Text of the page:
If I seemed despondent about the weather yesterday, it was because it was the wettest day I'd seen for months. You should have seen me rummaging through the wardrobe looking for a raincoat.
Did this one still fit? Was that the one with the tear on the shoulder? What about this one with all the cobwebs on it?
Last year the winter was so mild that I hadn't needed my wet-weather gear, and you know how things tend to get lost if you don't use them for a couple of years. I eventually found a light raincoat, some gloves and a cap, deciding I was ready to venture outdoors at last.
At least I wasn't squelching about in the mud at my sister's place. While she was out feeding the horse and the poultry, I was content to take the dogs out in the backyard and throw a few pieces of apple for them to chase. The ground was damp enough underfoot out there, but it was great compared to the duck pen.
Not that the poultry were a great source of comfort to Julie. She had three of her chickens die on her in the space of four days.
And when that happens, there's always one that you miss more than the others. In this case, it was the littlest one, the hen we nicknamed "The Roadrunner" because of her long neck and determined expression.
Julie used to joke that she was like an anorexic supermodel in build, but sadly that seemed to be what did her in - she stopped eating and simply faded away.
It's surprising how much personality you can get in even a chicken.
I have been listening to quite a few Old Time Radio programmes lately and there are some gems among them.
Of course they aren't all winners. For example last week I listened to a 1953 episode of Hall of Fantasy "Out of the Sky" which was quite competently made but for a modern listener lacked a single spark of originality. It was rather like watching one of those old black-and-white B-movies on the late show:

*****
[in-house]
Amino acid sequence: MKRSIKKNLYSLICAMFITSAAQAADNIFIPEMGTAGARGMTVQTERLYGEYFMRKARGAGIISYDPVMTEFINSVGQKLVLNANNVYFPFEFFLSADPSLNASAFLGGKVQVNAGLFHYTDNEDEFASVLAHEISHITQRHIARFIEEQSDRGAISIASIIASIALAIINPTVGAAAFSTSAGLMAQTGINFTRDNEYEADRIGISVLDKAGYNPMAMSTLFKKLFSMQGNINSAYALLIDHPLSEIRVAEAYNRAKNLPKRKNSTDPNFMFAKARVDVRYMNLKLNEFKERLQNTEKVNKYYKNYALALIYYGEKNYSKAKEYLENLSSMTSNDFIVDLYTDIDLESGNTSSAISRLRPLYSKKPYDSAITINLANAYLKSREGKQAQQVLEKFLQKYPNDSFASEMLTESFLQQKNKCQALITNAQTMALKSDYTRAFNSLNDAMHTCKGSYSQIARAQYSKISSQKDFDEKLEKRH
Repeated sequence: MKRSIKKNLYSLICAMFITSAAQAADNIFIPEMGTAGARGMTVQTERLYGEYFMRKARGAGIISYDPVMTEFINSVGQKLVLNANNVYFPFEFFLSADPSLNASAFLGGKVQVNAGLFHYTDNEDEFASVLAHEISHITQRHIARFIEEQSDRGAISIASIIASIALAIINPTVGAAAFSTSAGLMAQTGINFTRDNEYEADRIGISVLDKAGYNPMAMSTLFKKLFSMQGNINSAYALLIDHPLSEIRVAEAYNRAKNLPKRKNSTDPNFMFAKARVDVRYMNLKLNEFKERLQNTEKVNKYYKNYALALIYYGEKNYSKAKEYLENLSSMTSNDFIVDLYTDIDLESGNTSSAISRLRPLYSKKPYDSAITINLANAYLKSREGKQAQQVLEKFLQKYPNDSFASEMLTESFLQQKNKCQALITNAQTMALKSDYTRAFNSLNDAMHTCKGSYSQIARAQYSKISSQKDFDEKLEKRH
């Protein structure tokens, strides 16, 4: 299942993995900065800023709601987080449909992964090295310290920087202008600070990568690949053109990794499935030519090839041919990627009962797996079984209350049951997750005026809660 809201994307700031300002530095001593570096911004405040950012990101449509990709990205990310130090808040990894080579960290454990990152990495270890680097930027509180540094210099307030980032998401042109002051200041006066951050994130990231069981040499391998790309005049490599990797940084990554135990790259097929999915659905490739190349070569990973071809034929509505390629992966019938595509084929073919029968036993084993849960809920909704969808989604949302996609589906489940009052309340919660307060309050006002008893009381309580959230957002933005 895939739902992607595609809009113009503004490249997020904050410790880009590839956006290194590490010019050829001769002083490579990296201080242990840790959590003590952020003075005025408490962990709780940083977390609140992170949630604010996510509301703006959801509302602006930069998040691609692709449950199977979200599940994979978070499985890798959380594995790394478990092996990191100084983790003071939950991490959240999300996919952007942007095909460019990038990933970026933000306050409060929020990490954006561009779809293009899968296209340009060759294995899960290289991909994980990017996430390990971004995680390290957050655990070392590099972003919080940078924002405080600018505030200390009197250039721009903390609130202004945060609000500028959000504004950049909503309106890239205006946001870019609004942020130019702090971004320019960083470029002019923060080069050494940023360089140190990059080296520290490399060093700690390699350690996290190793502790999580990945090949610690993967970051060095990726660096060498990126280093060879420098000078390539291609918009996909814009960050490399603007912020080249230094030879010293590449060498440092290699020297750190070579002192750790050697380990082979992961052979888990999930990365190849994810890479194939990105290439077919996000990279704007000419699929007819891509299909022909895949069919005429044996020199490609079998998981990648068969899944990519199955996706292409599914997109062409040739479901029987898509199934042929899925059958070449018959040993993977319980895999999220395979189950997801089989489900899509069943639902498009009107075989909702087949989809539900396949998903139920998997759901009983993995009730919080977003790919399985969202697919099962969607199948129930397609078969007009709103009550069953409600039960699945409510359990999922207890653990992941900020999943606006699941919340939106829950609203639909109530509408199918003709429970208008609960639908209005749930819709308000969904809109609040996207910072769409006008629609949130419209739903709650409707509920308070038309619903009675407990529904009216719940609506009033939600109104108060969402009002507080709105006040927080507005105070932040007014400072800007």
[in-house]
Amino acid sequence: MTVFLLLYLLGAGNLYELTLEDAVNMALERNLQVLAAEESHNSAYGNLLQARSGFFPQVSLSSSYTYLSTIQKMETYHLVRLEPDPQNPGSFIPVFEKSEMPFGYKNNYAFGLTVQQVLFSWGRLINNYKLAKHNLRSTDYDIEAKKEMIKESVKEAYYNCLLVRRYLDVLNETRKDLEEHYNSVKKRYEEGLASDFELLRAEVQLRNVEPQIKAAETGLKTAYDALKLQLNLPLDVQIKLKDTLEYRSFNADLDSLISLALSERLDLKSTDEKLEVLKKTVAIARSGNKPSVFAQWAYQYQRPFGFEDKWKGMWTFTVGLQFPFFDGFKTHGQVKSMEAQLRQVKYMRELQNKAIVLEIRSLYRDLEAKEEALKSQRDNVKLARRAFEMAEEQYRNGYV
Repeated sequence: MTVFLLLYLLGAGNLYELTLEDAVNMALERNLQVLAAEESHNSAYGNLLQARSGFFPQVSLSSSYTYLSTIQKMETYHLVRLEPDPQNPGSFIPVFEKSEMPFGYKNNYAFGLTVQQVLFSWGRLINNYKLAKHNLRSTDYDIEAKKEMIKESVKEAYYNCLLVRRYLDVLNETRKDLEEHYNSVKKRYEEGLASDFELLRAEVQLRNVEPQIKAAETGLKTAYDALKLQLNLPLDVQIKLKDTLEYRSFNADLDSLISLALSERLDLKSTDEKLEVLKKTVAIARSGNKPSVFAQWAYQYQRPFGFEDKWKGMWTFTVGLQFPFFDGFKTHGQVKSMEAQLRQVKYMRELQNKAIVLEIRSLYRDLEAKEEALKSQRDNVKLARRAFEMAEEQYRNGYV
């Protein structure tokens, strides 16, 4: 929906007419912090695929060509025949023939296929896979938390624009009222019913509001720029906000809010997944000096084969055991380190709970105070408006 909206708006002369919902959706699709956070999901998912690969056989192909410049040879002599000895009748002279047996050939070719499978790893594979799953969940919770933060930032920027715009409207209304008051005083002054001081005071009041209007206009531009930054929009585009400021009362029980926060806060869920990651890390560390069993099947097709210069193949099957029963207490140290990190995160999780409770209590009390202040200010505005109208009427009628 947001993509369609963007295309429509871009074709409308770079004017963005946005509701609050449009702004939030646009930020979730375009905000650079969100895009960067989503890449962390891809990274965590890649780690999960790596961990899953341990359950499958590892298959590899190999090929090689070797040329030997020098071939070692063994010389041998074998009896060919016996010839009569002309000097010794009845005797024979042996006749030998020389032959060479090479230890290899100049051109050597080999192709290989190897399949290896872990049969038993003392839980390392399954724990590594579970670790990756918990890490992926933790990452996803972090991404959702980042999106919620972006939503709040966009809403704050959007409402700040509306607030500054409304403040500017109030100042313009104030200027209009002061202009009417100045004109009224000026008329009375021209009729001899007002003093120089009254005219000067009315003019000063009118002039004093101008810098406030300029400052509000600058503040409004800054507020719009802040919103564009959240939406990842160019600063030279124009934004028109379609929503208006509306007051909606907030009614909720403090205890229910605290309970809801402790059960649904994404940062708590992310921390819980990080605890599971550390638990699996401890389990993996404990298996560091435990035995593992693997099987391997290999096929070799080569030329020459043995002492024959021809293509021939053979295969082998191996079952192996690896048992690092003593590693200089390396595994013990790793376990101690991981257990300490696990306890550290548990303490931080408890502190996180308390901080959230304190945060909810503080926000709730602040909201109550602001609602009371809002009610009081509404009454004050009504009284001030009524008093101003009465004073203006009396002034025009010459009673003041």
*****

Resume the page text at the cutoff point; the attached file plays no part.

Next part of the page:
Strange deaths arouse suspicion.
The government investigates.
An alien invader is discovered.
The Bomb is dropped.
In the last scene the hero stresses the need for continued vigilance.
I mean, there's nothing wrong with it but there's nothing much right with it.
We shouldn't fall into the all-too-human trap of making sweeping generalizations like "All OTR shows are neglected classics" or "All modern music is rubbish."
After all, that's the dictionary meaning of prejudice -- pre-judging things.
The Australian magazine PC User is celebrating its 200th issue and there have been some amusing flashbacks to issues of previous decades.
I especially liked the reprint from a 1995 issue that solemnly advised us that a multi-media capable PC needed at least a 400MB hard disk!
Things have certainly changed.